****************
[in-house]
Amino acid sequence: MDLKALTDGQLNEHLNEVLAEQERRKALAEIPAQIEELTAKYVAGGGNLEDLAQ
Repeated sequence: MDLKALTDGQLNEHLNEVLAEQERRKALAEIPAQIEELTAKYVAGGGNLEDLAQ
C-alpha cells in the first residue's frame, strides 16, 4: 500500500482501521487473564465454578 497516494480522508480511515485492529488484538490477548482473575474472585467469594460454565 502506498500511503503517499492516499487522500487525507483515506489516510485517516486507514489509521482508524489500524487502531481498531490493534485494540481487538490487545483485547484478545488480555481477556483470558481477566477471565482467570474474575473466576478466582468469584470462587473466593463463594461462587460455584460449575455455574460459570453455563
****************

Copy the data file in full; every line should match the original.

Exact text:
[in-house]
Amino acid sequence: MDLKALTDGQLNEHLNEVLAEQERRKALAEIPAQIEELTAKYVAGGGNLEDLAQ
Repeated sequence: MDLKALTDGQLNEHLNEVLAEQERRKALAEIPAQIEELTAKYVAGGGNLEDLAQ
C-alpha cells in the first residue's frame, strides 16, 4: 500500500482501521487473564465454578 497516494480522508480511515485492529488484538490477548482473575474472585467469594460454565 502506498500511503503517499492516499487522500487525507483515506489516510485517516486507514489509521482508524489500524487502531481498531490493534485494540481487538490487545483485547484478545488480555481477556483470558481477566477471565482467570474474575473466576478466582468469584470462587473466593463463594461462587460455584460449575455455574460459570453455563